The International Labour Office forecasts an unprecedented increase in unemployment globally and points out that even if an economic recovery begins to take hold in the coming months, a global jobs crisis could linger for the next six to eight years.
The free flow of capital was supposed to eliminate inefficiencies and increase prosperity. Undoubtedly, that has happened in many countries and millions of people have been lifted out of poverty as a result. But those who are making rapid financial decisions continue to act without regard to human rights.
Efforts to address issues of financial stability and systemic risk under the auspices of bodies such as the Financial Stability Board and the Bank for International Settlements are important steps. Other initiatives aimed at addressing social responsibility in the financial sector include:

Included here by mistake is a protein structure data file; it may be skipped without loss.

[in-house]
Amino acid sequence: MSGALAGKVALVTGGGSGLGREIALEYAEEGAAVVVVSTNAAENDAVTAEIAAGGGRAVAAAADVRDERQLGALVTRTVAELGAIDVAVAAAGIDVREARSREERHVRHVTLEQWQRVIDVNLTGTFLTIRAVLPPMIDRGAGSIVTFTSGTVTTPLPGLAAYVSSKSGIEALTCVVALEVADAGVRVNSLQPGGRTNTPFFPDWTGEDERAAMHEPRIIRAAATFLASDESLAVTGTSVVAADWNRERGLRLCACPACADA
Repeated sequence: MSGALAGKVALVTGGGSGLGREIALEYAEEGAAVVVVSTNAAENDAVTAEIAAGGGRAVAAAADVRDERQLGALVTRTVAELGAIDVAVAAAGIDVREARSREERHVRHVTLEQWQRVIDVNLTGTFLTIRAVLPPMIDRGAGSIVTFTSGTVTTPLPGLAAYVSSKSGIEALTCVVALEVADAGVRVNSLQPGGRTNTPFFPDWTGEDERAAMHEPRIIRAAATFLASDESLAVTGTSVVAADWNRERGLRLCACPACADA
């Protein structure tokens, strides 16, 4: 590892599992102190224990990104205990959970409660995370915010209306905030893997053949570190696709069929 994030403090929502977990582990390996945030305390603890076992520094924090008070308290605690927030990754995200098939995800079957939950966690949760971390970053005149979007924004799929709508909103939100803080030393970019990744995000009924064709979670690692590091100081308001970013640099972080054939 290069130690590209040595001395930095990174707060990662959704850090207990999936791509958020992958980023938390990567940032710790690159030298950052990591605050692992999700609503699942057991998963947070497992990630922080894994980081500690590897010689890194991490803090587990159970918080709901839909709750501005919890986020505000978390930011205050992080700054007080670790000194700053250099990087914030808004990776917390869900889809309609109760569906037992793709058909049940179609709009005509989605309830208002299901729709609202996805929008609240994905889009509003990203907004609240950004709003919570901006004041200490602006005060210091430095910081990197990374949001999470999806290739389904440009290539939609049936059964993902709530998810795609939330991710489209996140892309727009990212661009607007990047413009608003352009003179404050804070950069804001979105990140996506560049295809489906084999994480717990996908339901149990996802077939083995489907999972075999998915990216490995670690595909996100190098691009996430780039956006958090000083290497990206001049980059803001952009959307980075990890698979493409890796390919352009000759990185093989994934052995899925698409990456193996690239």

the Principles for Responsible Investment, developed to help investors integrate environmental, social and governance (ESG) issues into investment decision-making and ownership practices;
the Equator Principles, set up by major banks working in the project finance sector to provide a common set of environmental and social policies and guidelines to be applied globally and across all industry sectors for project finance;
the Wolfsberg Principles meant to assist major banks in implementing 'know-your-client' principles to ensure that they do not aid or abet money laundering or other unlawful activities;
The International Finance Corporation has a set of principles, policies, and safeguards for lending to help ensure investments do not undermine labour rights, social and environmental standards and human rights.
But are existing efforts sufficient to prevent future financial crises? It seems certain that the time ahead requires further proactive strategies to help put the global financial sector on a sounder economic and ethical footing.